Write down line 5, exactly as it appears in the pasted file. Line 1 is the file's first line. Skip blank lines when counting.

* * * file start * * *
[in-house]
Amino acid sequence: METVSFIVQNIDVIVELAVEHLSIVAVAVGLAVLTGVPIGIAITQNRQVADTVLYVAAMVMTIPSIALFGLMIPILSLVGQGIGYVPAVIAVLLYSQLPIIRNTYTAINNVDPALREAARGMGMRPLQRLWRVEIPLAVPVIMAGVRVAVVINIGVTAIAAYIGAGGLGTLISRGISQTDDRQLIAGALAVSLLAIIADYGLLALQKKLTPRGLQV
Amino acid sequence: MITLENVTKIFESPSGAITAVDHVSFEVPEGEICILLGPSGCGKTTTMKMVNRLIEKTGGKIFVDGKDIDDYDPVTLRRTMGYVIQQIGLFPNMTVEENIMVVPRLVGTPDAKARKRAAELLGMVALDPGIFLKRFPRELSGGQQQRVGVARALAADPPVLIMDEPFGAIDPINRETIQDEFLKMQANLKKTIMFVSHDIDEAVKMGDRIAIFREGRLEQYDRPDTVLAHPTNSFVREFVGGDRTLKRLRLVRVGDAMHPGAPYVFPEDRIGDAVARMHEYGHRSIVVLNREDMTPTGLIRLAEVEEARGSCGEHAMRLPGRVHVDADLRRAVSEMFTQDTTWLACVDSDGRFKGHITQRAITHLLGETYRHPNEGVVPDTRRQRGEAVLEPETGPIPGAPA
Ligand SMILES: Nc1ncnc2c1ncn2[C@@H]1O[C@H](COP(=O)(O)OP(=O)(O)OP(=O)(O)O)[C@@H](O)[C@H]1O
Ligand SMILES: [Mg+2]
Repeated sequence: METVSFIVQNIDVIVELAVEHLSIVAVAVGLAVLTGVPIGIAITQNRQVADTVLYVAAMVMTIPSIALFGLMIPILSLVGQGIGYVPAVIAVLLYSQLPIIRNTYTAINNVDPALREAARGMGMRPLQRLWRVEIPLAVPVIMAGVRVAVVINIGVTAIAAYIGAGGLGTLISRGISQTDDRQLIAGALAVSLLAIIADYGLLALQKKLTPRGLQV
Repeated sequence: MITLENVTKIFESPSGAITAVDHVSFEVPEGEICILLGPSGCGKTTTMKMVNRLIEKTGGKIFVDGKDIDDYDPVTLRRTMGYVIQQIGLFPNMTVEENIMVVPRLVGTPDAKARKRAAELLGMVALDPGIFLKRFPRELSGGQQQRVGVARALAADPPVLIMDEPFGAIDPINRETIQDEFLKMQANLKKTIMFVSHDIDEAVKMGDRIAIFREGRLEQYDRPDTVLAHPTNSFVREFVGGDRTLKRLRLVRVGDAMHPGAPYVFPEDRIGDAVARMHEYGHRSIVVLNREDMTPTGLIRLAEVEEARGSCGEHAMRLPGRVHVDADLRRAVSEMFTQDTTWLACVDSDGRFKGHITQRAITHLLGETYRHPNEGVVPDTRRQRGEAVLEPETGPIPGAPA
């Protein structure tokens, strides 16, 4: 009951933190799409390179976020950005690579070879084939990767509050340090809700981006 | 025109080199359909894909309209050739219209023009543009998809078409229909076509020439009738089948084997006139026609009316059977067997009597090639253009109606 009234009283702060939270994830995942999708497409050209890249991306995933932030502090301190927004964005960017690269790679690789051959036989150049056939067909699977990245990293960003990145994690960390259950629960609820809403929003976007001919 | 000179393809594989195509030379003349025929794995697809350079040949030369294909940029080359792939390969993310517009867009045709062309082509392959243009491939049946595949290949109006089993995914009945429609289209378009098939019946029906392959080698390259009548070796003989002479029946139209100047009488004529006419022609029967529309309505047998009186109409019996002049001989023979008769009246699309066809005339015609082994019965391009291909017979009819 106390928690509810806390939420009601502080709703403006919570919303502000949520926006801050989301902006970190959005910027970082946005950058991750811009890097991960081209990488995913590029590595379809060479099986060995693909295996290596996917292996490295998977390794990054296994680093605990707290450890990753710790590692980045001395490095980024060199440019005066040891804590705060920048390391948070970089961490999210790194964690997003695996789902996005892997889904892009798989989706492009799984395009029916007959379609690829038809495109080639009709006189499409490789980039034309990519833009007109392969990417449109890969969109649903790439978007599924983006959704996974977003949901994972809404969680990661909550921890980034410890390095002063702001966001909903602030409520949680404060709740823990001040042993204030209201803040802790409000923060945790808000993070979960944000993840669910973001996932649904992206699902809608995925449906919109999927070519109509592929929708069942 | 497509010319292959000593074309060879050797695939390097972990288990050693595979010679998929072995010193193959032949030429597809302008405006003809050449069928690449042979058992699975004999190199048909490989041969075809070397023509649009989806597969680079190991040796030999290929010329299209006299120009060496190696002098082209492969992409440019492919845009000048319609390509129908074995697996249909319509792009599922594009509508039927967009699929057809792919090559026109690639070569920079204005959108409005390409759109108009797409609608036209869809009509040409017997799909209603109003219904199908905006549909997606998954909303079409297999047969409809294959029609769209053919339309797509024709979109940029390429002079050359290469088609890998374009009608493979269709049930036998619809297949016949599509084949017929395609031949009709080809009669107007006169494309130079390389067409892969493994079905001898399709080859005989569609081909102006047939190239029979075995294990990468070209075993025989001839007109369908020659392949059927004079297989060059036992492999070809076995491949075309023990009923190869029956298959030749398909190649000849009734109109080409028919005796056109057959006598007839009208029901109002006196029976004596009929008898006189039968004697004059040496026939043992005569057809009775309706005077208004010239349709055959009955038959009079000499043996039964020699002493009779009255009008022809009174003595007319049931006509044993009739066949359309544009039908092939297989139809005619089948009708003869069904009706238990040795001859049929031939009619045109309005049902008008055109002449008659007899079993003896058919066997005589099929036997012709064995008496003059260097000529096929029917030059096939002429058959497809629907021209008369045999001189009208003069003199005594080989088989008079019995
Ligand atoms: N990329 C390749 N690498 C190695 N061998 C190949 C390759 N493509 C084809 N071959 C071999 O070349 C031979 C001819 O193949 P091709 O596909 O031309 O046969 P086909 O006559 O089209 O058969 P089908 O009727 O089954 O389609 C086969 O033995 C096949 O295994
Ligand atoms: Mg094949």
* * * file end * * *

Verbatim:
Ligand SMILES: [Mg+2]